>Desert Island Discs

>A discussion which has brought an uncharacteristically interesting debate in middle class households throughout Britain has been – ‘What would be your Desert Island Discs?’ Well having finally heeded the call the good people at Radio 4 have given me the chance to make my choices official. Before you rise up in outrage that a nobody such as myself has been given such an honour you best realise that anybody can! Go here to post your own. For those unfamiliar with the format this is the BBC explanation:

” The format is simple – a guest is invited to choose eight discs, a book and a luxury to take with them as they’re castaway on a mythical desert island.  They’re given the complete works of Shakespeare and the Bible.  During the interview they explain their choices and discuss key moments in their lives, people and events that have influenced and inspired them and brought them to where they are today.”
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>The sound of conflict

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The person who has nothing for which he is willing to fight, nothing which is more important than his own personal safety, is a miserable creature and has no chance of being free unless made and kept so by the exertions of better men than himself.”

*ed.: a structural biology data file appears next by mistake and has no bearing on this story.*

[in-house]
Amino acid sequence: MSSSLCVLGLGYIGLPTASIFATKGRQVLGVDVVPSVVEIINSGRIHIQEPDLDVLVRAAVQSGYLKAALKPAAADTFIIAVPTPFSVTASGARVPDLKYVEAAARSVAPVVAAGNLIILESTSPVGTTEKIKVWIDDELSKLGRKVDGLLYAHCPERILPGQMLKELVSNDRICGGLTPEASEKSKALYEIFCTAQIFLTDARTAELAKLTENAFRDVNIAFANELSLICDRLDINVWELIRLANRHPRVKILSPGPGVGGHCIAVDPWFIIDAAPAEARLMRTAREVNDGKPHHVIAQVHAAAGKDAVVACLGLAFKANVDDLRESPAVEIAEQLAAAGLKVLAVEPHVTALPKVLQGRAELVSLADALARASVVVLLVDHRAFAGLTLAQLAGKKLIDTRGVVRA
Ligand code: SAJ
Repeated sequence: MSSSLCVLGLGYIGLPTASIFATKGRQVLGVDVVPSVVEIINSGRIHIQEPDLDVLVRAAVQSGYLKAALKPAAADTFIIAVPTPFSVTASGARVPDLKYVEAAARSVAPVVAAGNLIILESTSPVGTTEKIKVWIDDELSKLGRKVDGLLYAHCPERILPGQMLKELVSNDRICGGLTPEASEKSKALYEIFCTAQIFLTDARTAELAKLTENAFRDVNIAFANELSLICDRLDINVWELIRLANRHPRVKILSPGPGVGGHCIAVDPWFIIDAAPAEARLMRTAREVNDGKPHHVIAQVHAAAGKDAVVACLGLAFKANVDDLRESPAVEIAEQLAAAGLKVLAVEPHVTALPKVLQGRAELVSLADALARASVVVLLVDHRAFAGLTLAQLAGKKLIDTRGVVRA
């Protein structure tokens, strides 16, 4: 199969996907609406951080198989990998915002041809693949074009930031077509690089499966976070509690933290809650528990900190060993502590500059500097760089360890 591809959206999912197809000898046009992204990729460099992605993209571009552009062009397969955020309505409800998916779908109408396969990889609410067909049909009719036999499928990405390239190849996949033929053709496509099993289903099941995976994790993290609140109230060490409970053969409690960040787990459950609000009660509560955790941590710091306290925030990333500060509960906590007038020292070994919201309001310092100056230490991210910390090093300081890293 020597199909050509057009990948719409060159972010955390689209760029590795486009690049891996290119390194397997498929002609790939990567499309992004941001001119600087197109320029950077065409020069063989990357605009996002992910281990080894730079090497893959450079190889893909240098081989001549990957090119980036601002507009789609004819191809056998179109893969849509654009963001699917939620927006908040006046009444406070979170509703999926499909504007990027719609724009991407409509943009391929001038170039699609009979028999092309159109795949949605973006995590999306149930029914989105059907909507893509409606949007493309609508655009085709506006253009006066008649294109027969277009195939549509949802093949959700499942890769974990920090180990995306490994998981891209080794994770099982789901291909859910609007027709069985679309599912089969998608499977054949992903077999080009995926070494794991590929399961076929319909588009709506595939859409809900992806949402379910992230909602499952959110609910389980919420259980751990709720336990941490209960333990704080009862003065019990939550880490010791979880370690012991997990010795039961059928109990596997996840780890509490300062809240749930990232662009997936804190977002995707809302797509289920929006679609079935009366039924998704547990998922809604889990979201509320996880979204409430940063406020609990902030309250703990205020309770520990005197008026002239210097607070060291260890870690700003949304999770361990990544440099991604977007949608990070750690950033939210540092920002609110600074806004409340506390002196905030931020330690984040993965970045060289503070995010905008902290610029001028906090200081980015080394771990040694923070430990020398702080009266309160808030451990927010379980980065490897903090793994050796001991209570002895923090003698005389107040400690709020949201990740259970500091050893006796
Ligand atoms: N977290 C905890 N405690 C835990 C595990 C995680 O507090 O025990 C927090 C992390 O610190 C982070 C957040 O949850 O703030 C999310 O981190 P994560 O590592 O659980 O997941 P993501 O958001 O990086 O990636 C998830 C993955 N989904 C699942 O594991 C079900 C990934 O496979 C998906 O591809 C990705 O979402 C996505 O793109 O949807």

John Stuart Mill, 19th century English economist and philosopher.

 

What difference does it make to the dead, the orphans and the homeless, whether the mad destruction is wrought under the name of totalitarianism or the holy name of liberty or democracy?

Mahatma Gandhi

War has been a hot topic in the news with events in Libya bringing arguments for and against military action centre stage. I’m certainly not going to dwell on these arguments on a music blog – for fear of losing what’s left of my readership after 21 days of inaction which is tantamount to blogger suicide (in my defence I was busy sorting the aftermath of being burgled!). To return to the point, war has been a subject addressed by many artists over the years and the whole gamut of views have been covered. Edwyn Starr’s ‘War! (what is it good for?)’ stands apart as one of the greatest protest songs in history yet there have also been many gems supporting war. I strongly recommend this site  which has proved invaluable to me as a history teacher. Josh White’s ‘Berlin Blues’ from 1943 is a superb example of the quality of writing engaged in the propaganda of war. In this blog I will choose five songs linked to the theme of war and offer my views on each.

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>Melancholy Extra

>Good news, you can put your prayer mats away, I am officially now feeling better. To celebrate here are some videos of great melancholic tracks in the spirit of yesterday’s blog:

Brick by Ben Folds (live with orchestra)

>Come worship at the Church of Dylan.

>I could blog about the great Robert Zimmerman all day but I don’t have all day so instead have a few choice versions of his songs. Enjoy.